Joining Camelbak’s lineup this spring is the Rogue Light: A minimal pack available in a women’s specific and unisex design that has just the right amount of space to carry the essentials without holding you back!
The pack utilizes body mapping technology, Air Support Light Back Panel, and a ventilated/mesh harness to fit the contours of your body while also keeping that precious air flowing. Nobody wants a pack that doubles as a space heater or not this time of year.
While the weather is just breaking here in Chicago suburbia, we have been graced with a few days getting into the 70°F range and the back panel did do what it’s designed to. Kept the pack from being flush against my back and shoulders so air could circulate, and I didn’t get the unmistakable pack-shaped sweat ring on my back even after wearing it for 3+ hours straight.
Anyone who’s been to the Midwest In August knows it can get downright balmy and nearly unbearable with temps in the 90s and 100% humidity. I haven’t had a chance to test the pack in these types of conditions yet, but I’m pretty confident the paneling will work the same. Keep the air circulating and let the heat you create flow away with it. Plus, the hydration it can stow will be absolutely crucial.
An adjustable sternum strap keeps the pack secure and in place. Most of the time. On pavement or non-technical terrain, it was excellent. Never moved an inch. Going over rocky, rooty terrain was a different story. It wasn’t terrible, but I did experience some bouncing/jostling that would get old quickly. I did notice as I drank the water the bladder took up less space(science!), and if I slightly tightened the sternum strap it did help with the jostling. It didn’t completely solve the issue, but it did make a noticeable difference.
On a higher note the minimal design does allow for access to two or your jersey pockets (if that’s your style). Meaning more storage and super easy access while pedaling for all the snacks. Hello pancakes! Yes, pancakes make great bike food. Just make sure to leave the syrup at home.
The 7-liter capacity includes a 2-liter Crux Reservoir with quicklink disconnect that most have come to love. I was so happy when they redesigned their bladder a couple of years back. The redesigned handle helps with effortlessly filling the bladder and doubles as a way to get leverage to tightly seal the cap without squeezing half the water back out and getting yourself wet and needing a wardrobe change in the process. It seems so simple, yet functions wonderfully.
On to the storage capacity. Subtracting the 2-liter bladder leaves 5-liters for storage. Now the pack also has a helmet carry strap and the outer pocket is rather stretchy, so you could potentially store more depending on how you look at it.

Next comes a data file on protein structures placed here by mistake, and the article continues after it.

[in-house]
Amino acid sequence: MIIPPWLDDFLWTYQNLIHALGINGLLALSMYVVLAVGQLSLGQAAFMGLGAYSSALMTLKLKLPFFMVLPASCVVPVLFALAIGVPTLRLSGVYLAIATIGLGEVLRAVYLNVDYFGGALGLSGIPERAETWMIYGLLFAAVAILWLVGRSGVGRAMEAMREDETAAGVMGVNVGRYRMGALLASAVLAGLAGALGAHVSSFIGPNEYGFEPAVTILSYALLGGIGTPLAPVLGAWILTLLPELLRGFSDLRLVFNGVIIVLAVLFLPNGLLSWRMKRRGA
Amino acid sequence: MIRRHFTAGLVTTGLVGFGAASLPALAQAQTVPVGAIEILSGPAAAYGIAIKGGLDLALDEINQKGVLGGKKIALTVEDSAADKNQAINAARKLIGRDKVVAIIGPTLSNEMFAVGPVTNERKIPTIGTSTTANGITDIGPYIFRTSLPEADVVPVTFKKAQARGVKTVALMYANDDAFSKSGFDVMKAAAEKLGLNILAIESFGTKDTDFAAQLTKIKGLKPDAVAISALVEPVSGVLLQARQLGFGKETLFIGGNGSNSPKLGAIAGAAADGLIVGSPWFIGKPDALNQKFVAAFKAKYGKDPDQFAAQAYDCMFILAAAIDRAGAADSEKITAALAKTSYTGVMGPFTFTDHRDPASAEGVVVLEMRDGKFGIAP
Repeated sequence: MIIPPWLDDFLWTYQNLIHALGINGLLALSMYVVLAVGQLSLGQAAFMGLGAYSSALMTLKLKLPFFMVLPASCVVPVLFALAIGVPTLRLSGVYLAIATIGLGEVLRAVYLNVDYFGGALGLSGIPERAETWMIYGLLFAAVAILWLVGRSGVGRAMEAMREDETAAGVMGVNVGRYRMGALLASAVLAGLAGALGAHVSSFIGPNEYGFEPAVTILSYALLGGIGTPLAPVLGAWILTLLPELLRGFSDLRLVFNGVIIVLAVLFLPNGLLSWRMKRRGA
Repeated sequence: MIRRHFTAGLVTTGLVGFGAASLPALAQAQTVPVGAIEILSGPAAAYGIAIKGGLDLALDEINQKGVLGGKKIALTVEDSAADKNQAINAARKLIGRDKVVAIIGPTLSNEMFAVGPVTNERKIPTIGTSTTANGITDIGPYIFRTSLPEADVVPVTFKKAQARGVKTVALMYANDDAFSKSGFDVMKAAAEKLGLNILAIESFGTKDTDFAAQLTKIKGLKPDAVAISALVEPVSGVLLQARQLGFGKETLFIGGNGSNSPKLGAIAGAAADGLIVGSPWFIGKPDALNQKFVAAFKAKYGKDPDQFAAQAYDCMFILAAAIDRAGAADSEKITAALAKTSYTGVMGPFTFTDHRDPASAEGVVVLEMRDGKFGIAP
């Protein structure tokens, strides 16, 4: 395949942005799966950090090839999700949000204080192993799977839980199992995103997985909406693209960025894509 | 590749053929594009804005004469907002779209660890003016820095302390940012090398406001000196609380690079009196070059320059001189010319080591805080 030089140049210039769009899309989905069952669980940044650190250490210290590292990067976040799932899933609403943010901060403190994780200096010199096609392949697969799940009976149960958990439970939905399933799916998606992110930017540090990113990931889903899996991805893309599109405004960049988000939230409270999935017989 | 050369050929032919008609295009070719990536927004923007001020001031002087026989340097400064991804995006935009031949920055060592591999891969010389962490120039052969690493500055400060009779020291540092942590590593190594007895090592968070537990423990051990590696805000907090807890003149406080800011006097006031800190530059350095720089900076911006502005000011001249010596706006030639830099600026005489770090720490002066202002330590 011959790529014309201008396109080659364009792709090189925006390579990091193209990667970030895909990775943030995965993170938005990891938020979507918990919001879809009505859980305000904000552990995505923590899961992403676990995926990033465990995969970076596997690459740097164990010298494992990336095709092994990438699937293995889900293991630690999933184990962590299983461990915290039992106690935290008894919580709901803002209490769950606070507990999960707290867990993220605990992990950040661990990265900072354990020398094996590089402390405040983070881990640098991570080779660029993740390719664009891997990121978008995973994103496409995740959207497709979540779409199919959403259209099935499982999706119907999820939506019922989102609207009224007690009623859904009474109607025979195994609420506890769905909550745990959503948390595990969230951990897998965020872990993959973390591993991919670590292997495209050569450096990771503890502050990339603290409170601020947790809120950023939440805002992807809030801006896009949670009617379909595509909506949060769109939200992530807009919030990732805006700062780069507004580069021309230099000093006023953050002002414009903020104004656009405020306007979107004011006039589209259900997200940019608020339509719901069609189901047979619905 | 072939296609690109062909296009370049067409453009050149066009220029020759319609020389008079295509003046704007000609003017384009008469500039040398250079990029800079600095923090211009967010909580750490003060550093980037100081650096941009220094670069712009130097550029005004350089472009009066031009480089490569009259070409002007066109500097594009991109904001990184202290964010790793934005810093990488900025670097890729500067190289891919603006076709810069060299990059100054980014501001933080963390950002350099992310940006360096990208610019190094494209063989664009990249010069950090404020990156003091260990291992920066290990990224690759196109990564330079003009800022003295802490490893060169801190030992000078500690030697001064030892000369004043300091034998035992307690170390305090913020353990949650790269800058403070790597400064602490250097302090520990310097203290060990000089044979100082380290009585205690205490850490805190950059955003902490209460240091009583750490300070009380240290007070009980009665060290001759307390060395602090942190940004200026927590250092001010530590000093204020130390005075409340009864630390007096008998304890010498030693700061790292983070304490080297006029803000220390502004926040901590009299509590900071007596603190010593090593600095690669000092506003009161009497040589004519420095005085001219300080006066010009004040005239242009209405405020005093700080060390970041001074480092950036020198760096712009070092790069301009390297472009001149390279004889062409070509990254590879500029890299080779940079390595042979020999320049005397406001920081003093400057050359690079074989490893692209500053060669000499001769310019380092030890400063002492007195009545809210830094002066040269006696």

The main zippered pocket where the bladder lives has another small zippered pocket that I liked to keep things I didn’t necessarily need “in a jiffy” stored. Such as wallet, keys, chapstick.
There is a roomier zipper pocket on the outside of the pack that I liked to store my trailside repair kit. This pocket could benefit from some organization. Whether that be stretchy bands or mesh mini pockets I’m not sure. But as you can see in the picture everything is kinda just loosely in there.
Pump, co2 and valve, extra co2, plug kit, master link (inside plug kit), valve core (also inside plug kit), and multi-tool are what I deem essential. Some may ask no tube, tire levers, or patch kit? Fat bike and even plus bike tubes are rather bulky and other repair tools work pretty darn well nowadays so I personally don’t carry them unless I’m going for a ride that would require say over an hour of hike a bike. Since no tube, no tire levers. I guess I could carry a patch kit and then add the tire levers in, but for whatever reason, I don’t. Call me a daredevil if you’d like.
The last pocket is the stretchy stash pocket. It has a large opening for stuffing all sorts of items in there, but I found it best for things like a rain jacket, leg warmers, arm warmers, or a leash for your 4-legged friend. Really anything malleable that’s large enough to not pop out unnoticed will totally fit here. I really tested the limits here and was able to fit a light rain jacket, leg warmers, and a 4ft leather leash. Granted I am rather small so apparel takes up a little less space, but the point being this pocket can stretch!
Yayy!! or Nay…
I did enjoy using the back and therefore would recommend it, but with conditions. If you’re riding technical singletrack or bikepacking through bumpy fire roads in the backcountry this pack is not the tool for the job. Something with a hip strap, 5 point harness style strap, or maybe even just a beefier strap would be better suited. And those packs do exist. Also, I would really like to see a bladder design that allows for turning it inside out. The reason being as I get more and more into the performance side of cycling I find myself almost always adding some sort of mix to my water, and we all know what left behind sugar residue turns to… mold. If the bladder turned inside out for deep cleaning, I feel like this would add life to the bladder.
With all that said this pack is great for extended rides on pavement, rail trails, double track, and smooth singletrack. It can store things you need, but not much else, and I greatly appreciate that. Sometimes all you want to bring are essentials and why have more space than you need? That just makes you bring more, unnecessary things. It is also comfortable and keeps you cool so earns 4/5 groovy disco stars from me. If you don’t trust my opinion for $75 USD you can test one out yourself, and I’d love to hear what you think!
For More Information about the pack visit: https://www.camelbak.com/recreation/packs/CB-2406.html